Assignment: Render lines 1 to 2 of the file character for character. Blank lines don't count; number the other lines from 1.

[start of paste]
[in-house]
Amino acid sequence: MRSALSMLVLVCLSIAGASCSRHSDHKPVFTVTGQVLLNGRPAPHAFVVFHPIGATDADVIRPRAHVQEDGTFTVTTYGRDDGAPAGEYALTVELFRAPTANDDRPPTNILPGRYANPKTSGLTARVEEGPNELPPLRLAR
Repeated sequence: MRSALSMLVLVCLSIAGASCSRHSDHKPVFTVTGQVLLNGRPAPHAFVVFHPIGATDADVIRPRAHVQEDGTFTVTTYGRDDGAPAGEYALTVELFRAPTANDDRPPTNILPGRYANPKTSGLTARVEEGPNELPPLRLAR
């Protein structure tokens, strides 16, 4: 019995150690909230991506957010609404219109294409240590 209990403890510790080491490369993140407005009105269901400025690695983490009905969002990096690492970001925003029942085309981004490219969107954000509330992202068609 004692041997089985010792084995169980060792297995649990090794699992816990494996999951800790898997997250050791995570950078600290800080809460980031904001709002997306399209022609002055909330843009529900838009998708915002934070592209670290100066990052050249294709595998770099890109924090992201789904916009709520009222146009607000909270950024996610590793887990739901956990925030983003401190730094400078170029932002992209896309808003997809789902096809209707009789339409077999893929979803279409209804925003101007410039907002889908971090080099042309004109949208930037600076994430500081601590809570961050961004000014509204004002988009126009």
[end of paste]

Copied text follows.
[in-house]
Amino acid sequence: MRSALSMLVLVCLSIAGASCSRHSDHKPVFTVTGQVLLNGRPAPHAFVVFHPIGATDADVIRPRAHVQEDGTFTVTTYGRDDGAPAGEYALTVELFRAPTANDDRPPTNILPGRYANPKTSGLTARVEEGPNELPPLRLAR